Kadavumbagam Synagogue, Ernakulam
By Jay A. Waronker
One of two former synagogues in Ernakulam once serving the Malabari Jews can be found in the center of the crowded market area on west side of Market Road just south of where it intersects with Jew (or Jews) Street. Look for a faded sign at the street above the entrance path that identifies the property as both the “Cochin Blossoms” fish and plant store and Kadavumbagam Synagogue. Seek out its owner inside, Mr. Elias “Babu” Josephai, who will gladly show any visitor around the property, including the mostly intact prayer space to the rear.
While there, speak with Mr. Josephai regarding a visit to the other former Ernakulam synagogue, the Tekkumbagam, which can be found a five-minute walk away on the north (right) side of Jew Street between Market Road and Broadway. It is located a short distance past a landmark mosque on the same side of the street.
Although its history cannot be verified, narratives claim that the original Kadavumbagam Synagogue was constructed in the medieval period in the port town of Cranganore to the north of Kochi. At that time the Moors, who had arrived on the shores of Kerala some time earlier, had aligned themselves with the native ruler. Since spices were a valuable local commodity and the trade was lucrative and competitive, the Moors saw the Jews, who were involved in the spice trade, as competition that needed to be eliminated. The Moorish persecution convinced some Jews to abandon their synagogues and they resettled in Ernakalum in 1154 (Josephai, interviews by the author, Ernakulam Kerala, 2007/2009). There they were provided relative safety and protection under the tolerant and sympathetic Rajah of Cochin. In 1200, they built the Kadavumbagam Synagogue (Sassoon: 577). Another narrative goes that Jews, faced with persecution once again by the Moors in 1524, fled Cranganore by boat and settled in Ernakalum, finding protection under the Rajah. Yet a third story goes that the Jews of Cranganore and surrounding areas were persecuted the Portuguese during the mid-sixteenth century by the Portuguese – and in three rounds they arrived in Ernakulam (Segal: 19).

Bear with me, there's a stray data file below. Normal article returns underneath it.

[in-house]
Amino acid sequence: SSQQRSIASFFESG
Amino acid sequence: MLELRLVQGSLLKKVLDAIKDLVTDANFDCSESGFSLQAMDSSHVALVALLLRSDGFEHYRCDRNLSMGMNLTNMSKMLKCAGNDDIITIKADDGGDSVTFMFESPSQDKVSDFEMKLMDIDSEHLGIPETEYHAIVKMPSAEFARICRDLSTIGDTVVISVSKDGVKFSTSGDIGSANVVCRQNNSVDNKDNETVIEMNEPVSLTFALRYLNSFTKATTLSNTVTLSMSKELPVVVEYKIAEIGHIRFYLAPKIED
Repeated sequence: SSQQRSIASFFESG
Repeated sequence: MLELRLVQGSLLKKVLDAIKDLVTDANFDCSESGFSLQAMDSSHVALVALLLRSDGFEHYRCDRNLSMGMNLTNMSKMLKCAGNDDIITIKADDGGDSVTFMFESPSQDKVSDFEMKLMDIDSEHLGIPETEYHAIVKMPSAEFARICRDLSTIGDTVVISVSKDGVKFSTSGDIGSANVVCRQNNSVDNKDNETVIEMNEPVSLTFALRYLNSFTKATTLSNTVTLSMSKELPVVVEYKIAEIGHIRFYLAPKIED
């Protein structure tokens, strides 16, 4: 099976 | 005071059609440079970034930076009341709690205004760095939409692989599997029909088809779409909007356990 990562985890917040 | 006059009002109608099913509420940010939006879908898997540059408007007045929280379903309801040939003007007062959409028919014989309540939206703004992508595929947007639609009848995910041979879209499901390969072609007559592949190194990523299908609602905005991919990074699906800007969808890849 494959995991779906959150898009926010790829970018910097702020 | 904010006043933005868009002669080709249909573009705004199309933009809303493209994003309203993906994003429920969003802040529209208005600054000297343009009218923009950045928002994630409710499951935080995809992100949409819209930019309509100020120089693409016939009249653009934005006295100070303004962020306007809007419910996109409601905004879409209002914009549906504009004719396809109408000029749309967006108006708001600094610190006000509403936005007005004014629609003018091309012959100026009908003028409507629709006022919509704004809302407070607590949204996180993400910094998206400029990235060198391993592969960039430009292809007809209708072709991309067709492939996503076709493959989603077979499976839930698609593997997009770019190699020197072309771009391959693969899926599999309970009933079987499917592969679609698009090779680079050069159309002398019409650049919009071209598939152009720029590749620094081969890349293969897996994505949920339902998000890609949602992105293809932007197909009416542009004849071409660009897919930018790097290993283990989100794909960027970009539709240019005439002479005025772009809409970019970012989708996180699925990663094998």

According to Elias “Babu” Josephai, the current guardian of the synagogue, the building as it stands today dates to the early sixteenth to early seventeenth centuries. It is Josephai’s claim that the two-storied front section seen from the road was added to a slightly wider and higher building approximately a century later. Both sections replaced earlier structures of unknown dates that are believed to have stood on the same site. Today’s synagogue is set back from Market Road, the central spine of Ernakulam’s busy market area, and is approached along a long and narrow passage lined with plants. It was common to Kerala synagogues to have a gatehouse facing the road, but none exists here, and it is unclear whether there was ever any such structure.
The sandy path that begins at the street and leads to the synagogue is on axis with the front façade. Similar to other Kerala synagogues, the building is constructed of locally quarried laterite stone block walls veneered in white-washed chunam, or a polished lime plaster. The building’s two corners facing the street are broadly chamfered, so from the front Kadavumghagam Synagogue is half-octagonal in form. The angled wall intersections are demarcated by rusticated quoins that have been for years painted a rust color. The front section is unusual for a Kerala synagogue. On the ground floor, it was used as a social hall and for overflow seating during Jewish high holidays and special occasions. On the second floor were rooms that once served as a Jewish school when the congregation was active. Since Jews used to live to all sides of the synagogue, they were able to conveniently approach the synagogue compound not only from the front but also along two side paths that led to doors on either side of the large front hall. The path to the north is today no longer discernable, and the high wall surrounding the synagogue property offers no hint that there used to be a passage here. To the south, an axis remains although it has been altered and built on.